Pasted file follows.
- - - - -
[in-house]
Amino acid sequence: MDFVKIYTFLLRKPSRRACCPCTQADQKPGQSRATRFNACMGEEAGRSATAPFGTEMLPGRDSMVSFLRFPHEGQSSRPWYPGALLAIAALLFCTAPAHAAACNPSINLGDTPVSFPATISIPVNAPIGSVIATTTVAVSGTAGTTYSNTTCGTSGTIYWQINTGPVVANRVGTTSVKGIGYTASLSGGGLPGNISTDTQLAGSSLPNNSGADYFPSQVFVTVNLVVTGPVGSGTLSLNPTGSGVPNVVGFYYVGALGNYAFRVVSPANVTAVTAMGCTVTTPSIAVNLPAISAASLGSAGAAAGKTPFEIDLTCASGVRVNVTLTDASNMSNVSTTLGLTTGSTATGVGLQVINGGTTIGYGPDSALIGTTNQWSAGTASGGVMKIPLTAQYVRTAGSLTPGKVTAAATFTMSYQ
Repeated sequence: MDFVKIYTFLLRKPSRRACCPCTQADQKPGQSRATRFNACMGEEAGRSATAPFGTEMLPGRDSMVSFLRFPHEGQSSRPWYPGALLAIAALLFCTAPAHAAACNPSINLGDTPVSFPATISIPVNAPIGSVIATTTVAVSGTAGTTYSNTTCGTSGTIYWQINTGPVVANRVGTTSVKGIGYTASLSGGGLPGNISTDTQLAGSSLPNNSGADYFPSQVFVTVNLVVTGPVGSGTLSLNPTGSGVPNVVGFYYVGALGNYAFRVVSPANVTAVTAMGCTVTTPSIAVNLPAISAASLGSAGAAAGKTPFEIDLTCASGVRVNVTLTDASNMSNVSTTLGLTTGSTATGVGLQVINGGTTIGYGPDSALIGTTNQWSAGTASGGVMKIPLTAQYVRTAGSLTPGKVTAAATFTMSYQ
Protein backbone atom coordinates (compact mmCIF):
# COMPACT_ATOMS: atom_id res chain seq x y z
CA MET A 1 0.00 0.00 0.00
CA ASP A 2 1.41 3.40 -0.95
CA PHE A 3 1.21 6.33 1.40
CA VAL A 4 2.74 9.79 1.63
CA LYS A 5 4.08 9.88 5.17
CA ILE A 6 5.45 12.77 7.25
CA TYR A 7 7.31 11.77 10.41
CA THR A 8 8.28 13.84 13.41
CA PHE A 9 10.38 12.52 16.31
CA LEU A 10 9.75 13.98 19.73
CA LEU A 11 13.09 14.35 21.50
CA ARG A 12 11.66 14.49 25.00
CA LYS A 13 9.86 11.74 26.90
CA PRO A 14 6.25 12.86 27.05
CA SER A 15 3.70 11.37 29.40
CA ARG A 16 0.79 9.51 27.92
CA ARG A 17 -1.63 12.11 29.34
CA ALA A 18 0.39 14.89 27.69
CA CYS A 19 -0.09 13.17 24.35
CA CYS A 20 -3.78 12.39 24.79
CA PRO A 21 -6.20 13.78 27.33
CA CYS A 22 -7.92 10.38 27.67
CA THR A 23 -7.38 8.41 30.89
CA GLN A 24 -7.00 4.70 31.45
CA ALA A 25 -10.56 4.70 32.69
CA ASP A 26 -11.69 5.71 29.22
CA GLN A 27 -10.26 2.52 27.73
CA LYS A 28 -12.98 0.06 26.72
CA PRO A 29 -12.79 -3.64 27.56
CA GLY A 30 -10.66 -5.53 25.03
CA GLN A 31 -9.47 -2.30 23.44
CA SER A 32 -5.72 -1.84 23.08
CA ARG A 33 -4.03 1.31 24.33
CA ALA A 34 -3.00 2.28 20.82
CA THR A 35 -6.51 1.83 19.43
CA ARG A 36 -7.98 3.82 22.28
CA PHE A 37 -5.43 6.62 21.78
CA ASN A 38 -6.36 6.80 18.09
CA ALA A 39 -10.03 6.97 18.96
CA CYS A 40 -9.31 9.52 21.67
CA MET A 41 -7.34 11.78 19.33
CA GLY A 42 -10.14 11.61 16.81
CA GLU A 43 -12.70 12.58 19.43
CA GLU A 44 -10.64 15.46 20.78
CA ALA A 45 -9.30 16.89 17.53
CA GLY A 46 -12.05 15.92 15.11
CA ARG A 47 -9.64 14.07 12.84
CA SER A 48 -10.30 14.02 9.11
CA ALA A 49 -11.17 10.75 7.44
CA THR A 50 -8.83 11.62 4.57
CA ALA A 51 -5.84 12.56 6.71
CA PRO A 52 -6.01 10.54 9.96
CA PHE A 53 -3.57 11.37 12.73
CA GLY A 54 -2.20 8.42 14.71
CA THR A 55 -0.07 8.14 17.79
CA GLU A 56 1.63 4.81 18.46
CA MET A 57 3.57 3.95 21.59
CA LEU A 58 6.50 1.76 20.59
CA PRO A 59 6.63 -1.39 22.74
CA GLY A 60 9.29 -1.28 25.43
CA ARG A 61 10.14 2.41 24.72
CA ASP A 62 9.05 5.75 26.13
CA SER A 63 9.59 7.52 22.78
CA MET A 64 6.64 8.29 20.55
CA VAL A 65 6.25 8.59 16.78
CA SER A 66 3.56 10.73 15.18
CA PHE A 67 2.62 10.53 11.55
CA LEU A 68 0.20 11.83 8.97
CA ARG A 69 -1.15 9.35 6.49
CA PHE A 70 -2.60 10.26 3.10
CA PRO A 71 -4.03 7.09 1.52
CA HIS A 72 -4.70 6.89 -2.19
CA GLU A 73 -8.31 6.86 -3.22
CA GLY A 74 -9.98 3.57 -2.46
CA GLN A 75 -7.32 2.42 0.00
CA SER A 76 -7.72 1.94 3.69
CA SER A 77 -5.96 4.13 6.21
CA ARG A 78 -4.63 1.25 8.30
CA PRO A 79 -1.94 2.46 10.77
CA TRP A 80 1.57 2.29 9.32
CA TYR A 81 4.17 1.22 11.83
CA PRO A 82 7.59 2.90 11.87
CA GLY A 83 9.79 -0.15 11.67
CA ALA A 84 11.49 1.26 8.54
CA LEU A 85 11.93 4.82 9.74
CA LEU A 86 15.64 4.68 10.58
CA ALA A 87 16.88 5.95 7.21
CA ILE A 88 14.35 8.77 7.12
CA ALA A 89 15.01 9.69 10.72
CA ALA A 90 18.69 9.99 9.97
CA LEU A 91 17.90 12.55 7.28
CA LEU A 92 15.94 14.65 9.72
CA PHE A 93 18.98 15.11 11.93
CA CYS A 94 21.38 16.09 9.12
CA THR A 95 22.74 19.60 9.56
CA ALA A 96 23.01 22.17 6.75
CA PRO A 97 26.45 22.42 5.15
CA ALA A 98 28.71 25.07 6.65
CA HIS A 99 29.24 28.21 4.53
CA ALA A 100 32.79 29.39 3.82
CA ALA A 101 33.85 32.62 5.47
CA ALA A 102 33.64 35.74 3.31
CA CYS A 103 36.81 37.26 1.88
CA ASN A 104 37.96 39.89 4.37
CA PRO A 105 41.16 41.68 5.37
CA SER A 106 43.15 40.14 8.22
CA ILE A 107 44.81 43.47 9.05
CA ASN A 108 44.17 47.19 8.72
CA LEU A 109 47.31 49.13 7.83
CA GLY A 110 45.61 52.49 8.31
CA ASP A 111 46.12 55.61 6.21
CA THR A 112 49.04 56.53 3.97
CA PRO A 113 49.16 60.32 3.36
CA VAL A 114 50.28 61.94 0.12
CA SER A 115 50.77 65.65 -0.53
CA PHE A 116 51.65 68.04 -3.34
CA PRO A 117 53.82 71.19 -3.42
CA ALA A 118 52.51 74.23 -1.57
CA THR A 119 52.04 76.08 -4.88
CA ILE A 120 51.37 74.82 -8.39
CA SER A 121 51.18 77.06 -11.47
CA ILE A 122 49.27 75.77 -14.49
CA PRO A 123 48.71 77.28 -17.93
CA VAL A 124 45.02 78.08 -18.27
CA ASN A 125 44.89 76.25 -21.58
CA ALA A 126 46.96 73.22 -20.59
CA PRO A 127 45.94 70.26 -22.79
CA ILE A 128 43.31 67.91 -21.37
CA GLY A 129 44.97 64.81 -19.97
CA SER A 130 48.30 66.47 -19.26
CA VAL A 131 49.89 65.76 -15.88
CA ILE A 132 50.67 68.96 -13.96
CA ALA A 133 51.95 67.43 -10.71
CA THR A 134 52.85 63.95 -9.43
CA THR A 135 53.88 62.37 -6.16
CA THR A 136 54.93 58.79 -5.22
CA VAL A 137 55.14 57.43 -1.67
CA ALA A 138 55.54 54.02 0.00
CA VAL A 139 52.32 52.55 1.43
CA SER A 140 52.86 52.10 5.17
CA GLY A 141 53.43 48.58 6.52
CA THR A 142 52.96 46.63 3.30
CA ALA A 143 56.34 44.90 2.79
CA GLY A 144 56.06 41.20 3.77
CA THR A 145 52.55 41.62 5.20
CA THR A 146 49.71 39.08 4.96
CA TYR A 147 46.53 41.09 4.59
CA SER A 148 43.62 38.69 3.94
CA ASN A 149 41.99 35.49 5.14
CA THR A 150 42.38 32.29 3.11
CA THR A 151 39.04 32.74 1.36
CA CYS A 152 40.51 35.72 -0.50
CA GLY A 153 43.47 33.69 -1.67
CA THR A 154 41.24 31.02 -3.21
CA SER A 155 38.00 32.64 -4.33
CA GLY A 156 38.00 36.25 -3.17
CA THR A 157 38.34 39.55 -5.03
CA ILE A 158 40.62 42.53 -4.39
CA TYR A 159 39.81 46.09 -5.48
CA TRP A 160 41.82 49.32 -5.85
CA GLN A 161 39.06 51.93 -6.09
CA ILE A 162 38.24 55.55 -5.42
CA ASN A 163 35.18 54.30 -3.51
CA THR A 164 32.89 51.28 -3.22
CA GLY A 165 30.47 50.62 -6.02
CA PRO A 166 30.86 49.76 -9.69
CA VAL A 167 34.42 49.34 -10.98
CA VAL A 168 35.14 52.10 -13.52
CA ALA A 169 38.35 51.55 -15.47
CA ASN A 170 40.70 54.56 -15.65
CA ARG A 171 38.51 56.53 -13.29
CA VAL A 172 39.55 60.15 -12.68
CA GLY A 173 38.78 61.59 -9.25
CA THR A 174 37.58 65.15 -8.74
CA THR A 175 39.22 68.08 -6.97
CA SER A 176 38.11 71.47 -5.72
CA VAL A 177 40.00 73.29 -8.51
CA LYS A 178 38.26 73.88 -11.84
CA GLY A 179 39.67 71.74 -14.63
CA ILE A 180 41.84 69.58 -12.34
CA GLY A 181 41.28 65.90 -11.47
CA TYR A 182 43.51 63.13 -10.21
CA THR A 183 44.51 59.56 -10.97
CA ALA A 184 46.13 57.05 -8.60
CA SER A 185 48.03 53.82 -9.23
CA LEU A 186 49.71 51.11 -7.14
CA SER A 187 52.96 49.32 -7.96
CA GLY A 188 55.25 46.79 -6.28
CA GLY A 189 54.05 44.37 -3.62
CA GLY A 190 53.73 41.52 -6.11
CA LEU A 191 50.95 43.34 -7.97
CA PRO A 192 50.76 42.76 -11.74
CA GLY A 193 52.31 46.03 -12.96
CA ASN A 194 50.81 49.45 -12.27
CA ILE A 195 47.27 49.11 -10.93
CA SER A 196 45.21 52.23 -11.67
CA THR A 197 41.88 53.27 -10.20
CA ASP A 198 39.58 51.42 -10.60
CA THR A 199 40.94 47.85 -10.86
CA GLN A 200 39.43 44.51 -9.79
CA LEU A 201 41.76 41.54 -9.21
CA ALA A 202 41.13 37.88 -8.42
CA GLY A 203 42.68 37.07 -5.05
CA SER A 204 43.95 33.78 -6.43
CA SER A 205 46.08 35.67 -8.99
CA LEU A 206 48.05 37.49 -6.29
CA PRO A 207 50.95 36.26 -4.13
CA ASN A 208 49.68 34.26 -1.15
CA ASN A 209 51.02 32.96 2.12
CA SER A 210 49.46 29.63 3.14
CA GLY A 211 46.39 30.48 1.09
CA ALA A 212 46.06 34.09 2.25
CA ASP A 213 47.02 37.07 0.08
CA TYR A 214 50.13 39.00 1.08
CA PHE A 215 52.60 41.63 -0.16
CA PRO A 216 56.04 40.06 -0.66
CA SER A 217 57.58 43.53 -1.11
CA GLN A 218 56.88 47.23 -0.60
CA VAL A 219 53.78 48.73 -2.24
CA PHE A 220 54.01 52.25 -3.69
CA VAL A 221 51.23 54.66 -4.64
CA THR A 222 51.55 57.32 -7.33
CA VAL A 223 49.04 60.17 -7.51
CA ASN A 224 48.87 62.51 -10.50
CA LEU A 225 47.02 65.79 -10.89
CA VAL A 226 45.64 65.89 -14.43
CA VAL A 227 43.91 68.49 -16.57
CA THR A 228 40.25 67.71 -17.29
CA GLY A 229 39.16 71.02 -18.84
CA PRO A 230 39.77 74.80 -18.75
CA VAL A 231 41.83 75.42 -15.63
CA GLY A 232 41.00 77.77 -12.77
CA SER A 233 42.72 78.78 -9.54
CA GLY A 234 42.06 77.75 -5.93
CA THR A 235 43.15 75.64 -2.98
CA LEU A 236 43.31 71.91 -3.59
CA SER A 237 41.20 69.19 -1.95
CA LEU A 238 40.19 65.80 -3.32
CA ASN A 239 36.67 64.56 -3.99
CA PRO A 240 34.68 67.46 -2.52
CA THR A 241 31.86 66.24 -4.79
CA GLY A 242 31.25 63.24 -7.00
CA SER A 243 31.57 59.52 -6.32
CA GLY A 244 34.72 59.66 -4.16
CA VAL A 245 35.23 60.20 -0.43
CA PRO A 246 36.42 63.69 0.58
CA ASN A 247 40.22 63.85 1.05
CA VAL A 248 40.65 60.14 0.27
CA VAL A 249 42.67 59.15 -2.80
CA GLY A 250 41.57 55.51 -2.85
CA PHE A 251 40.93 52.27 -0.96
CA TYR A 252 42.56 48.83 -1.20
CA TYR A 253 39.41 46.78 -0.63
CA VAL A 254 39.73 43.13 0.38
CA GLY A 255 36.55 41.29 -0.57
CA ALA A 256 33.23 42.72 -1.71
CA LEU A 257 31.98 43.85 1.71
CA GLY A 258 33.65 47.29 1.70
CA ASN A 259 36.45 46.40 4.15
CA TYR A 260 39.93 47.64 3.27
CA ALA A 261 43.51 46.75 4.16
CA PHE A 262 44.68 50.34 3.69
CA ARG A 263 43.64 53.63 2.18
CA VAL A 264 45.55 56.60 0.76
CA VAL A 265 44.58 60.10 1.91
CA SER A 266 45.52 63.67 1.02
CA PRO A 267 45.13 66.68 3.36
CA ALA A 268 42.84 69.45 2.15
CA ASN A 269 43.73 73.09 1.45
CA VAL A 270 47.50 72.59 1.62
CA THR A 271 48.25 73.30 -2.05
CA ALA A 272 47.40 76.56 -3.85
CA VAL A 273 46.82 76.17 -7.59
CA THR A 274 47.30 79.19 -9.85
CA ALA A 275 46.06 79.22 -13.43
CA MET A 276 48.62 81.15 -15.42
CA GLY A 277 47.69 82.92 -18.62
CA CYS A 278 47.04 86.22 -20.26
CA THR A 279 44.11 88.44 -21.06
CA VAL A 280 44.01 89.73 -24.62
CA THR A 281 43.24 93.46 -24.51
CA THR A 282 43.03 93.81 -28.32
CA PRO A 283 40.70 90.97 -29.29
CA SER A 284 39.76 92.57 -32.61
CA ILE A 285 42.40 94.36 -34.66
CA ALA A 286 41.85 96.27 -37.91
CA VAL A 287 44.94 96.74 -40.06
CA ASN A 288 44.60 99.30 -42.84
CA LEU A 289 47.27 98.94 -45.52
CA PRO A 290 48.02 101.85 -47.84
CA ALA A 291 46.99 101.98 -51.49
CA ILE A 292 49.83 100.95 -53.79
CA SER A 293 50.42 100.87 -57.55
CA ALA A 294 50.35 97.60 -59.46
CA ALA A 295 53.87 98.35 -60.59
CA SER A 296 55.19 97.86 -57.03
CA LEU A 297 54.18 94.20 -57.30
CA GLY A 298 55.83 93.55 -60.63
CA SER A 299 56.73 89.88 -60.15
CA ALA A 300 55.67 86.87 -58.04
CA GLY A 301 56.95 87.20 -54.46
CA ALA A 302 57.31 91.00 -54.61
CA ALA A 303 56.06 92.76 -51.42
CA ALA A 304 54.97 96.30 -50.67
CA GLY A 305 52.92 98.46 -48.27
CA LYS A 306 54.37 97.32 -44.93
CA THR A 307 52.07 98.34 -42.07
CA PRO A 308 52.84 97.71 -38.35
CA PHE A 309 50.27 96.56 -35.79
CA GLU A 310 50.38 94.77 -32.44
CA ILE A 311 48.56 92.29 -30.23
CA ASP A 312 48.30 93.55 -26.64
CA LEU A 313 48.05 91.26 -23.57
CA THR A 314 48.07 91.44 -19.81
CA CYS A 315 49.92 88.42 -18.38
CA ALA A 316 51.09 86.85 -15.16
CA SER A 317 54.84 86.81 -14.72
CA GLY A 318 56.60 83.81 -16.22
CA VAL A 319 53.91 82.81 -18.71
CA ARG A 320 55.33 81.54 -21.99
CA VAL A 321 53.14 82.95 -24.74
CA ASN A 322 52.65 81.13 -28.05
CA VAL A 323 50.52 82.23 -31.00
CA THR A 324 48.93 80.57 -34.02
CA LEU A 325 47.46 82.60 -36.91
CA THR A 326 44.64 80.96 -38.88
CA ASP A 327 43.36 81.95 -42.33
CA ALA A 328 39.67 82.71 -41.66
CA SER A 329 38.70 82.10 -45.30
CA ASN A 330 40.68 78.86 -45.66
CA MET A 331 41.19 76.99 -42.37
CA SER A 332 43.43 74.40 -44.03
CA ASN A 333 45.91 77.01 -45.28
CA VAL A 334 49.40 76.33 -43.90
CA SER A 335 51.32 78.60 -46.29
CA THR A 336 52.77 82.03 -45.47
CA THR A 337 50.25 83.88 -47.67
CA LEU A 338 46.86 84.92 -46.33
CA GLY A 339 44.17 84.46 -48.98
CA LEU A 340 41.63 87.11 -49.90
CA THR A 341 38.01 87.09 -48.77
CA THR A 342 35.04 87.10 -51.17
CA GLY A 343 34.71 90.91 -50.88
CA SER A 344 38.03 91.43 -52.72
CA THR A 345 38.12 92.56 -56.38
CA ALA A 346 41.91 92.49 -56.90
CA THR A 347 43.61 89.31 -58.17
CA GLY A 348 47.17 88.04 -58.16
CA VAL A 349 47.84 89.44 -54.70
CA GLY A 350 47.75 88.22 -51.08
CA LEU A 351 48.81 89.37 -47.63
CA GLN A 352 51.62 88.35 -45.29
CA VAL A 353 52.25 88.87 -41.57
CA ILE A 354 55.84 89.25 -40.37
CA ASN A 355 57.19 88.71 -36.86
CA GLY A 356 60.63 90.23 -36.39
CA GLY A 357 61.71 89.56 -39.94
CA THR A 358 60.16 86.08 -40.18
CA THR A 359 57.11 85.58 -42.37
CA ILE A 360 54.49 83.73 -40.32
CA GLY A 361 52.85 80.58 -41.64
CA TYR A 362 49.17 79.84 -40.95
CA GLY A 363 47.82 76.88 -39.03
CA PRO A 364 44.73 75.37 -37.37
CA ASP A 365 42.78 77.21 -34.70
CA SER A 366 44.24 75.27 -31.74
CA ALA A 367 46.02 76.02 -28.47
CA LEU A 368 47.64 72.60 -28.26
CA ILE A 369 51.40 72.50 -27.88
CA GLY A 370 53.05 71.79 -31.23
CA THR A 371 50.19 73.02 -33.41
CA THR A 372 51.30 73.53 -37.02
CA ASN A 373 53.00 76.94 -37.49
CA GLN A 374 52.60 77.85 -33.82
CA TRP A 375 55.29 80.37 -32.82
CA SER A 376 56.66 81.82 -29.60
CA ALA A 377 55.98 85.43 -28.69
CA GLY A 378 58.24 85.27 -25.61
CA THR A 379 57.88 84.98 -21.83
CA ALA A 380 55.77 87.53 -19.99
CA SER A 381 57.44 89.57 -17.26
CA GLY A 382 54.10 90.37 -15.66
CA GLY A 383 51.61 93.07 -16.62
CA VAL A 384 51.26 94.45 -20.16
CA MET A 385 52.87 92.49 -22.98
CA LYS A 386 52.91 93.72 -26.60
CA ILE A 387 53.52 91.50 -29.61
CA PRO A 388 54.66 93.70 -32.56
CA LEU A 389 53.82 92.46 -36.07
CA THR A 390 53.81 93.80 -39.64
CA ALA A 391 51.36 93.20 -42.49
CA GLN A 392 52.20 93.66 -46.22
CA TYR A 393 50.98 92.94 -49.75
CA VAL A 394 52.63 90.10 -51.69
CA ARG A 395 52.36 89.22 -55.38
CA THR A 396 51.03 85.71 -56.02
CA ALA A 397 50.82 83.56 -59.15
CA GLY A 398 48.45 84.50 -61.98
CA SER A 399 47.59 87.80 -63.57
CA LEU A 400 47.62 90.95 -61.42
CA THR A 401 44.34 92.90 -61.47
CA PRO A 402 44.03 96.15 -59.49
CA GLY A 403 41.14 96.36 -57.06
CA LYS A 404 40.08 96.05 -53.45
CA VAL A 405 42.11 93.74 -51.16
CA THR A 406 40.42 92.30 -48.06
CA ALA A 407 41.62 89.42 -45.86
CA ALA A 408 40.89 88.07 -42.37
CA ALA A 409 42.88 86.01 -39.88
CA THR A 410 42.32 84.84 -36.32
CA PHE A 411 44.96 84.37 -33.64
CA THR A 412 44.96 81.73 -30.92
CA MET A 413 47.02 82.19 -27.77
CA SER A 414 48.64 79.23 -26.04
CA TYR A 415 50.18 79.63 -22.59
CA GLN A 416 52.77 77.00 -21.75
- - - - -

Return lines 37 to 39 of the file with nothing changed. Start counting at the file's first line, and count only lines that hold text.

CA SER A 32 -5.72 -1.84 23.08
CA ARG A 33 -4.03 1.31 24.33
CA ALA A 34 -3.00 2.28 20.82